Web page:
Your bedding is trying to tell you something.
Beyond the information you get from laying in it – the weight, the texture, the crispness – there’s a backstory to how it was made. What chemicals was it treated with? What kind of waste did it leave on its way to you? What steps were taken to ensure that it was sustainably made?
...And how on earth are you supposed to find out? Short of a field trip spanning from farms to factories.
Enter Oeko-Tex (that’s echo-tecks, for those reading aloud). The international third party certification devoted to testing and approving textiles for dangerous chemicals. For the last quarter century, they’ve gone above and beyond the legal requirements to ensure that fabrics earning their hard-earned label are at the forefront of safety. Because we made our sheets soft enough that you’ll want to sleep in the nude, we needed to guarantee that doing so would be a first-rate experience for all of your senses. And that meant NO skin-irritating or respiratory-inflaming additives; no one wants to go to bed with Formaldehyde.
Every single textile we put out, from napkins to bed linens, chef’s towels to bath towels, sateen to percale, is Oeko-Tex certified. Which means we’ve put our products through extensive testing to ensure that the fabrics (and buttons, zippers, threads, etc.) haven’t been unnecessarily treated with harmful chemicals like pesticides and lead.
To us, that means a commitment to bettering not just the product, but everything around it. Because avoiding dangerous chemicals on our textiles means pouring less chemicals into factories and back into the environment.
As for those factories: you’ll find the ones we work with in Portugal, Italy, and right here in the US – places where the standards have always been significantly higher than in certain Asian countries. Places that are as committed to sustainability as we are, with new initiatives like 100% recycled cardboard packaging, or exploring solar energy and zero-emission options.
This stuff is more confusing than you would think. While everyone’s trained to recognize certain labels at the grocery store like USDA organic, the textile world’s sustainability practices aren’t as well-known. For one thing, “organic” doesn’t even offer the kind of protection with textiles that we’re used to with our food. When you bite into an organic apple, you know that the entire fruit has been certified. Meanwhile, an organic cotton blanket means that the raw cotton itself was grown organically, but says nothing about the chemicals it’s been treated with from after it’s bloomed and picked.
What’s more, while there’s an excitement and understanding around how chemically-treated food affects our bodies, there’s been less research into how harmful chemicals on our skin can trigger reactions. It creates an apathy about chemically-treated textiles that the bedding industry tends to take advantage of, especially with labels like “Permanent Press” which mean the product has been treated with a form of formaldehyde to keep it preserved in its unnaturally wrinkle-free state. (Kind of makes you feel like pulling out the iron isn’t so bad.)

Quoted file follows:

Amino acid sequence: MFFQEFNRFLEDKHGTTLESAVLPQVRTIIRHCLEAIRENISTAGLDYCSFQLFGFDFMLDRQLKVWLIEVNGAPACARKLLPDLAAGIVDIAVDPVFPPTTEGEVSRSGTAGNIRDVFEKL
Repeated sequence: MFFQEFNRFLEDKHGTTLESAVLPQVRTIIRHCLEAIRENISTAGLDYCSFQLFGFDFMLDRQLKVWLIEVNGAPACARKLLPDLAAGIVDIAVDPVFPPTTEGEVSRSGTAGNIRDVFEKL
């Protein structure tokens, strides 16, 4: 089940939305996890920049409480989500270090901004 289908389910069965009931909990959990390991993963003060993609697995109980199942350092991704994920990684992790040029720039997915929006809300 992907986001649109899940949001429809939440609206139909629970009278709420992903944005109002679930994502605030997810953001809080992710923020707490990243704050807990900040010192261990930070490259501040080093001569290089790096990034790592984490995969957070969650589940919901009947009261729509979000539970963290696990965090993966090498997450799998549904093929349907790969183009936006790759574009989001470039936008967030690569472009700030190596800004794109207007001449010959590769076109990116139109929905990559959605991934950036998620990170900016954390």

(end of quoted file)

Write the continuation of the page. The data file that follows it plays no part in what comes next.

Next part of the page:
It’s tough to rally around the dangers of these chemicals – even the scariest sounding ones, like asbestos and carcinogens – when they seem to be hiding just about everywhere. Even skimming Oeko-Tex’s spreadsheets of the chemicals they regulate makes you queasy – who knew this stuff was lurking under the surface?
“It’s human nature to turn a blind eye to things that aren’t necessarily in our backyards,” says Tara St. James, who focuses on textile sustainability at her post as production coordinator of Pratt Institute’s Brooklyn Fashion + Design Accelerator. “Because the supply chain is so far removed, we’re not directly seeing all the chemical waste created by factories and being poured into rivers, not seeing the detriment to the health of the workers in these places.”
After all, while there hasn’t been government proof that chemical-laden textiles affect more than a percentage of the population (those who develop contact dermatitis from the stuff), it’s clear that these additives are bad for the environment and factory workers.
Our goal is to get you into more conscious bedscape – but not you alone. Because our end goal is a more sustainable future for you, yours, and the world at large. That’s why, as we weighed the options for the myriad types of fabrics and certifications available, we went after Oeko-Tex. Their approval means leagues more than a standard “organic” mention on the packaging. Because while organic cotton is only a piece of the puzzle, we’re more interested in ensuring that the product in your hands (and on your bed) has gone through testing to ensure that no part of it is harboring harmful additives.
It’s all part of selecting bedding that makes for a cleaner impact – and a better night’s rest.
Read next: our commitment to ethical down.